Returning from the dead is an every day occurrence in comics. Unless you’re Gwen Stacy, just because you’re dead doesn’t mean you aren’t going to come back. In 2010 alone we’ve seen the return of Batman, Captain America, Kraven the Hunter, Aquaman, The Martian Manhunter, Hawkwoman, Firestorm, Maxwell Lord and more characters then is necessary to name. Unfortunately, what seemed to go unnoticed in 2010 was the return of Jean and Louise Dana, aka The Dana Girls, in the pages of Papercutz’s Nancy Drew: Girl Detective #20.
Well….nobody ever actually “killed” the Dana Girls in the first place, but they might have well been dead. A long discarded and highly neglected “juvenile detective” franchise, The Dana Girls were sort of a spin off from Nancy Drew and The Hardy Boys, sporadically published under the name Carolyn Keene between 1934 to 1979. However, unlike Nancy, Frank and Joe, the Danas never really caught the imagination of readers and were cancelled and revived again and again until they were finally laid to rest at the end of the seventies, only to be found amongst dusty old books in flea market, antique barns and library basements. Yet, without any sort of public clamoring for their return, The Dana Girls have been reborn again as if they never ever really left at all, but just as nobody noticed they were gone, it seems that nobody really noticed that they came back either. Yet, as a Nancy Drew fan and collector, the return of The Dana Girls is personally both the most surprising, and welcomed, return of 2010!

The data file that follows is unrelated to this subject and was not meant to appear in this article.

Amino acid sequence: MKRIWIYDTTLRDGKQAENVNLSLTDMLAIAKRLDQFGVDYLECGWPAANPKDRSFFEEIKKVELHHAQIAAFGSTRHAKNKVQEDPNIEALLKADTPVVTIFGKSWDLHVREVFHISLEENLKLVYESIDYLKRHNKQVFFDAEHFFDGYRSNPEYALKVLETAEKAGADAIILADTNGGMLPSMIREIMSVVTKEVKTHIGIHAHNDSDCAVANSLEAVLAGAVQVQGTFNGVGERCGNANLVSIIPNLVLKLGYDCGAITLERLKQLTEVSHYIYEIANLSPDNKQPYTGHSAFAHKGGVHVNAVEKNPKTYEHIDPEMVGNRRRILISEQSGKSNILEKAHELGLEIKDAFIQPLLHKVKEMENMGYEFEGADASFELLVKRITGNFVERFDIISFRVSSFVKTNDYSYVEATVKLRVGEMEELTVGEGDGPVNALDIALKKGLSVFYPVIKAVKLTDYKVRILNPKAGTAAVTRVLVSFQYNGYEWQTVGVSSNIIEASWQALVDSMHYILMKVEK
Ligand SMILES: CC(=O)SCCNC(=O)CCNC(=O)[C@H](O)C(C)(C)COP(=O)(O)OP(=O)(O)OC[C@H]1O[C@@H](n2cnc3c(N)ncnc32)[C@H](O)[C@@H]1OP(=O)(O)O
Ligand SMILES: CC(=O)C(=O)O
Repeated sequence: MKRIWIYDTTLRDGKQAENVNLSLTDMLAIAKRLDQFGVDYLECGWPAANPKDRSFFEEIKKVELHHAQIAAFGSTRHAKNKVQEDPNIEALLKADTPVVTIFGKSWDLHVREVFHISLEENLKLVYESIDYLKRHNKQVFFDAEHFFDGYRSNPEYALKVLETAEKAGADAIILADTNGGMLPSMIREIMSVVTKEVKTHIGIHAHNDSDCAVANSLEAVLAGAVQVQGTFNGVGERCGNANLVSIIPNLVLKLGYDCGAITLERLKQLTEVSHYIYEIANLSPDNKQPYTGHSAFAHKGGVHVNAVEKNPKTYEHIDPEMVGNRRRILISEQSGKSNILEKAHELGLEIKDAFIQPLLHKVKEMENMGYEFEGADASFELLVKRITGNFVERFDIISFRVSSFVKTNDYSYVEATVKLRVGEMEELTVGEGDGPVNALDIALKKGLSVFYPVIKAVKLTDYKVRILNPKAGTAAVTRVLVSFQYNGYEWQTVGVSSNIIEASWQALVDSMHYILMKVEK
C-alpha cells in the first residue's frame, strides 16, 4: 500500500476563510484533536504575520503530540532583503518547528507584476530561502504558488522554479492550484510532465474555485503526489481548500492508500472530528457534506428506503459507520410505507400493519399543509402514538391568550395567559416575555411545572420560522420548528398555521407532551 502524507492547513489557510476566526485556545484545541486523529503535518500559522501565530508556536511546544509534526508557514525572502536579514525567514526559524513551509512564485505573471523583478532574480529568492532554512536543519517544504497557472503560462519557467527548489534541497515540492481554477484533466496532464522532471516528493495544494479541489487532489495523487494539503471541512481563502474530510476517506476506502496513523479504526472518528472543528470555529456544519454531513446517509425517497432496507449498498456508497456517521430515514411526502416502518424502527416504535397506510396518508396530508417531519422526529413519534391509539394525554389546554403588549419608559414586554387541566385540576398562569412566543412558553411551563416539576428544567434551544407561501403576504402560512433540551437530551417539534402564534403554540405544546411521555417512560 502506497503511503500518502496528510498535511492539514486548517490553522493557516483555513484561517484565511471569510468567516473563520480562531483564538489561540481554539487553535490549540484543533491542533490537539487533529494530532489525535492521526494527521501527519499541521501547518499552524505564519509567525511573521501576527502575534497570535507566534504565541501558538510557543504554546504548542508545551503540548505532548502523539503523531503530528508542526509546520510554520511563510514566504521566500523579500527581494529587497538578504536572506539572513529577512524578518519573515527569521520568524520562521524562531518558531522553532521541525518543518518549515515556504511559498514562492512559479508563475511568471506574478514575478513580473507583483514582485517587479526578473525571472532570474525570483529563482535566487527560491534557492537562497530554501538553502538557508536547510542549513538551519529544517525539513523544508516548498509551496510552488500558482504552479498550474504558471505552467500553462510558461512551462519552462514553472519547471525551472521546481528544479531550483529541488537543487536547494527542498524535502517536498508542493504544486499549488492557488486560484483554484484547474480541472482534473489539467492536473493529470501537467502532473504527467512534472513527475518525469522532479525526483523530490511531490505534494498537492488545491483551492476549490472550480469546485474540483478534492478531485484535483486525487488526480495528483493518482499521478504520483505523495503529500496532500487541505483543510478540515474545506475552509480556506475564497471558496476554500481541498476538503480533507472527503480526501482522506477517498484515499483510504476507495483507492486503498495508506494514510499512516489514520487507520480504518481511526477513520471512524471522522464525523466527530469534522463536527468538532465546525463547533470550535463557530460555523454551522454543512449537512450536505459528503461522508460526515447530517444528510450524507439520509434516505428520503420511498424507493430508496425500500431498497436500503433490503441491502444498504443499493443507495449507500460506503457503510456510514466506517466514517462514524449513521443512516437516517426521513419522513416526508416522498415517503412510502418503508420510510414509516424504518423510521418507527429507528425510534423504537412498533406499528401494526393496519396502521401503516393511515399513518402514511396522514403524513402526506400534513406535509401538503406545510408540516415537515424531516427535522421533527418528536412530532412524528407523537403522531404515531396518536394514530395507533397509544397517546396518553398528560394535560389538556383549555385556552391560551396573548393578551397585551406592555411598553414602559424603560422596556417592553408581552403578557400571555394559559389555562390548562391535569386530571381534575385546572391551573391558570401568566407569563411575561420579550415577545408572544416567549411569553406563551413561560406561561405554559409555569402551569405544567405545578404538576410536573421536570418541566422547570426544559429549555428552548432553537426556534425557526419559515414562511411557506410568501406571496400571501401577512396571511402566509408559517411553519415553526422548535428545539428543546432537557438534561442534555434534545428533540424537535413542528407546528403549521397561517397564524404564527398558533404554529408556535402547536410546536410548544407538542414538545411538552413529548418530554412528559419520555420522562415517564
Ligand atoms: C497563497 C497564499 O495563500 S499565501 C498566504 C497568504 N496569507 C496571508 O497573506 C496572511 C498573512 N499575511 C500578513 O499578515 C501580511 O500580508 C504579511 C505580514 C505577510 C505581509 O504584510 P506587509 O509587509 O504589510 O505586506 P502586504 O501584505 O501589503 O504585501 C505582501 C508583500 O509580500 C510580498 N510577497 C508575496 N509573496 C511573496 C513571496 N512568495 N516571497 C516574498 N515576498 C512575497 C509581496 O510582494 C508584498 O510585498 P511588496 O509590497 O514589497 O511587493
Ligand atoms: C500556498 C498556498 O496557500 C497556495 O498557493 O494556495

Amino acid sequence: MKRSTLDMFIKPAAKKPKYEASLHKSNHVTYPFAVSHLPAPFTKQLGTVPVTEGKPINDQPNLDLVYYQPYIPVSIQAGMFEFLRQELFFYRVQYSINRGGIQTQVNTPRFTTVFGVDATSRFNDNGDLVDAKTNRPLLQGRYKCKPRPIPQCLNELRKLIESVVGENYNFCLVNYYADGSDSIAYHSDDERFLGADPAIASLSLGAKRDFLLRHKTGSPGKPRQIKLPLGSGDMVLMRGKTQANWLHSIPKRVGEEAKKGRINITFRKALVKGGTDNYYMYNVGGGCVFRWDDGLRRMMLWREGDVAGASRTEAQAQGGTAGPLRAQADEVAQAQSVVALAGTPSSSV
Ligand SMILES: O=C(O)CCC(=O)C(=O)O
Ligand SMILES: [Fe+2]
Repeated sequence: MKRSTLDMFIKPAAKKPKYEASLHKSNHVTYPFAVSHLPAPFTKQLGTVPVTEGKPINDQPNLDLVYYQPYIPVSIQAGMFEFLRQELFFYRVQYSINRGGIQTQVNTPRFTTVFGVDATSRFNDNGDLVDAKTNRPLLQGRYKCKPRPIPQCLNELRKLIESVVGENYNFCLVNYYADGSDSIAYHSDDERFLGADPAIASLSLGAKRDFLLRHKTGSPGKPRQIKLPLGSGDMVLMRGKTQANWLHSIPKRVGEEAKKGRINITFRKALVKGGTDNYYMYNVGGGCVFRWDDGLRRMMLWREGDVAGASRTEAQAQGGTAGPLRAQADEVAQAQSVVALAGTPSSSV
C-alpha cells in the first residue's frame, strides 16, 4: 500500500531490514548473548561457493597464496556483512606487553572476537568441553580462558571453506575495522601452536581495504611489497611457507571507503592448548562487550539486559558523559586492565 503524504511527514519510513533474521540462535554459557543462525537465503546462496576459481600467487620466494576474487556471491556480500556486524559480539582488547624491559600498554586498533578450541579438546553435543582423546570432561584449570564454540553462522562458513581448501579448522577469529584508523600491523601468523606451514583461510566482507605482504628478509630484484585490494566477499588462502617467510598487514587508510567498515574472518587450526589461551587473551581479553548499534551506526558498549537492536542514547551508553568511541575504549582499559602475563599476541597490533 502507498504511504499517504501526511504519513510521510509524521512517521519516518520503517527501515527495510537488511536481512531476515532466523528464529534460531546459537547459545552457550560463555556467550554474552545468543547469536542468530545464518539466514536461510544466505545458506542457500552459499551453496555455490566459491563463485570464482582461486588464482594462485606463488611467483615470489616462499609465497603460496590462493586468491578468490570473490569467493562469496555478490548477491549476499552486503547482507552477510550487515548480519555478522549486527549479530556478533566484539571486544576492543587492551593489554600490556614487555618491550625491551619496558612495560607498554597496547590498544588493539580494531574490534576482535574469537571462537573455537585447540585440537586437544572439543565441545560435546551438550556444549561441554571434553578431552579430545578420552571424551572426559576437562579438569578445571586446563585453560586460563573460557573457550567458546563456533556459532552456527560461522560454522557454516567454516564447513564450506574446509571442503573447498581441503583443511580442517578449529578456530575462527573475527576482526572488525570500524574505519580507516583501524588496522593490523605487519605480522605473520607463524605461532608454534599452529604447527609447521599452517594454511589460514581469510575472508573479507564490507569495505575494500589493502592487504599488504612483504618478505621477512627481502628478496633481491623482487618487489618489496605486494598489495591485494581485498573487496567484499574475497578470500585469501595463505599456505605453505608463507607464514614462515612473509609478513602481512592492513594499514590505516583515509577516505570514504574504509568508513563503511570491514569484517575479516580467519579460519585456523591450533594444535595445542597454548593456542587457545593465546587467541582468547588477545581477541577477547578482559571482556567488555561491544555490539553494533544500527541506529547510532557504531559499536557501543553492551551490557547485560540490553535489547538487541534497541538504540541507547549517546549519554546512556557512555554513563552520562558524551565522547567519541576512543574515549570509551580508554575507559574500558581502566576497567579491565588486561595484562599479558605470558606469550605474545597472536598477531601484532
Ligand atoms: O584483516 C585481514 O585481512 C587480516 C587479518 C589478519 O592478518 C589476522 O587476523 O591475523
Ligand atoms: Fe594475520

While Nancy Drew is considered a pop culture phenomena, The Dana Girls are perhaps better categorized as pop culture oddities. In reality the Dana Girls were created by Harriet S. Addams, the closest thing to the living embodiment of Carolyn Keene that ever existed. Daughter of publishing baron Edward Stratemeyer, creator of legendary franchises such as The Hardy Boys, Nancy Drew, The Bobbsey Twins and Tom Swift, Harriet Adams penned the majority of the modern Nancy Drew books, defining the character into the icon that she became. The Dana Girls was Harriet Adam’s attempt to create her own book franchise by amalgamating elements of The Hardy Boys and Nancy Drew together, and using the recognized name of Carolyn Keene as the selling point. As a result The Dana Girls were heavily advertised within Nancy Drew books. However, for some reason, the series didn’t have the same appeal as Nancy Drew. Part of that possibly had to do with the lack of enthusiasm for the series from the Dana Girls’ original writers. The first four books were written by Leslie McFarlane who primarily worked on Hardy Boys books. However, McFarlane was not comfortable writing female characters and was incredibly unhappy with the assignment, only finishing the fourth book after he was promised a large bonus. The fifth through sixteenth book was assigned to Nancy Drew writer Mildred A. Wirt Benson but she too was unhappy with the series, stating that she felt little kinship with the Danas. Eventually Harriet Adams, having faith in her creation, took the helm once and for all and wrote volume seventeen through thirty, and then an additional four volumes at the end of the 1970s. The series itself was discontinued time and time again over the decades. The first run of Dana Girls Mysteries ran from 1934 to 1944. Harriet Adams brought the Dana Girls back in 1949 and the series ran until 1968. Finally, in 1972 The Dana Girls were brought back with mixed up numbering and missing volumes along with four additional books, which has confused collectors. The highlight of these later books was beautiful gothic covers, following the trend of the “gothic romance” novels that were popular throughout the 1970’s that made them look distinctly different from the Nancy Drew and Hardy Boy books on the shelves. Yet, once again the Dana Girls proved to be a mediocre commodity for the publishers and after 1979 the Danas were laid to rest and never seen again…..until now.